To optimize the use of texture memory in Unity, we don’t want to generate lightmaps for every individual piece of geometry. Separate objects are able to share a single lightmap provided that none of their UVs overlap. To ensure that the objects share a unique UV space, we temporarily merge every object within a group into a single mesh.

Manual UV Layout

Once we have a single mesh for a group of objects, we first must create a new UV set for the mesh. We will want have individual control over the UV layout for both the color and light maps – the second UV set will be used for lightmapping.

In the newly created UV channel, run an automatic UV generation in Maya. This is done by selecting Create UVs -> Automatic Mapping from the polygon menus. The UV map that is generated is usually fairly efficient but it can be compacted further by cutting UV edges that form right angles and then running a Layout operation.

In this image, the areas circled are spots where it would be a good idea to cut UV edges:

Manually separating UV shells for smooth objects with hard corners such as crown molding, or softer organic shapes such as upholstered furniture, can also minimize artifacts in lightmaps. Artifacts can be further reduced by tweaking the position of individual vertices as needed.

Mesh Breakup

Once the mesh containing a group of objects has had its UVs efficiently laid out, we break the mesh into smaller pieces so that they can be culled by Unity via frustum culling and occlusion culling. The most sensible way we’ve found to re-divide each group mesh is by material. We wrote a MEL script to automatically do this, and we’ve made it available here.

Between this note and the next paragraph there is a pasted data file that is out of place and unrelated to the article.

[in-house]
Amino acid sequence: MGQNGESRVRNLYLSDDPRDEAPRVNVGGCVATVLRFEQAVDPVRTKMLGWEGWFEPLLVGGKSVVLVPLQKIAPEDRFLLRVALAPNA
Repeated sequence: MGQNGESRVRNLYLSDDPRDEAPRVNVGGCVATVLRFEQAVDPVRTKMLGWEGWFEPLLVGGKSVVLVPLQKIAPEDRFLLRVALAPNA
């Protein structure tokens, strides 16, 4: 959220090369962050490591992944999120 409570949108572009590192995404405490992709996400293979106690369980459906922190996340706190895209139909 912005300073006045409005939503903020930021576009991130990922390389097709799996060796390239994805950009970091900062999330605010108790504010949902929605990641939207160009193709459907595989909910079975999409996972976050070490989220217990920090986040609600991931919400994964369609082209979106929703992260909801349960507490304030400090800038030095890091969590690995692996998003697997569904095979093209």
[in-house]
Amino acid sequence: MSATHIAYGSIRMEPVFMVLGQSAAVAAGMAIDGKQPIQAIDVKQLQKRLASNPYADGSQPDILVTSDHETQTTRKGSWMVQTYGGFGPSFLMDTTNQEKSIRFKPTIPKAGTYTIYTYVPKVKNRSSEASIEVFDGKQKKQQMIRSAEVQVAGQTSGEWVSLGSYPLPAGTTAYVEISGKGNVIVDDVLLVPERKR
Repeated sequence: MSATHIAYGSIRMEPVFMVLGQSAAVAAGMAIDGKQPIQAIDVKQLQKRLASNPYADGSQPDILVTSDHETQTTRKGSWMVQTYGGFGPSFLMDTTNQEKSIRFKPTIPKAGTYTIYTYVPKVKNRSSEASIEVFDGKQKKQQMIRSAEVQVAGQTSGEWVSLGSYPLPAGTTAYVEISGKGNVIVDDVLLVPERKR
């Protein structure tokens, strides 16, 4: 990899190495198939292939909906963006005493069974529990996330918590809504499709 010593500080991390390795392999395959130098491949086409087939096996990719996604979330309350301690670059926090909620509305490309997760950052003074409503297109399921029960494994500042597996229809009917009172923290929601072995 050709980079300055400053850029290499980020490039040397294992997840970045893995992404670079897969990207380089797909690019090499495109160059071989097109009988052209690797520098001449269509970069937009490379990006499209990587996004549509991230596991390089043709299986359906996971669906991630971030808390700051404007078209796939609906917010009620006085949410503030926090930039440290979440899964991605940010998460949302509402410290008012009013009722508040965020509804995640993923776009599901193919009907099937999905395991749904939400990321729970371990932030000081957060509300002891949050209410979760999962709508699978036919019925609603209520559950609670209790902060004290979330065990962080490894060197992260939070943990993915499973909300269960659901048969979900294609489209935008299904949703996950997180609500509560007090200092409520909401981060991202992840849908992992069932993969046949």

This script will separate a mesh into pieces based on its materials, and will place each piece into a group node containing all meshes that share the same lightmap UV space. The script is a little ad-hoc and will break if one of the contained materials is the default material. Any suggestions on how we might improve the script are welcome.

Unity Import

Unity uses two UV channels per mesh, the first for displaying color maps and the second for lightmaps. When importing a model, Unity will automatically read the mesh’s second UV channel. Be certain to disable “generate lightmap UVs” in the model’s asset import settings, otherwise Unity will overwrite the UVs that were manually laid out in Maya.

Check out the next part in our series: Lightmap Workflow, Part 2: Architectural Lighting

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2 comments on “Lightmap Workflow, Part 1: UV Generation
  1. V!nc3r says:

    Grouping objects then separate them by material make mess on materials id, doesn’t it ? (on Max, it does)
    Waiting for you’re workflow on Unity :)

  2. I’m not sure about Max. I haven’t run into the term “Material id” in Maya. The result of this script in Maya, is that you end up with a group of objects that each have one material assigned to them. If this does cause any problems I haven’t run into them yet.

    Also to be clear, I’m merging objects, not grouping them, I’m not sure if that’s what you meant.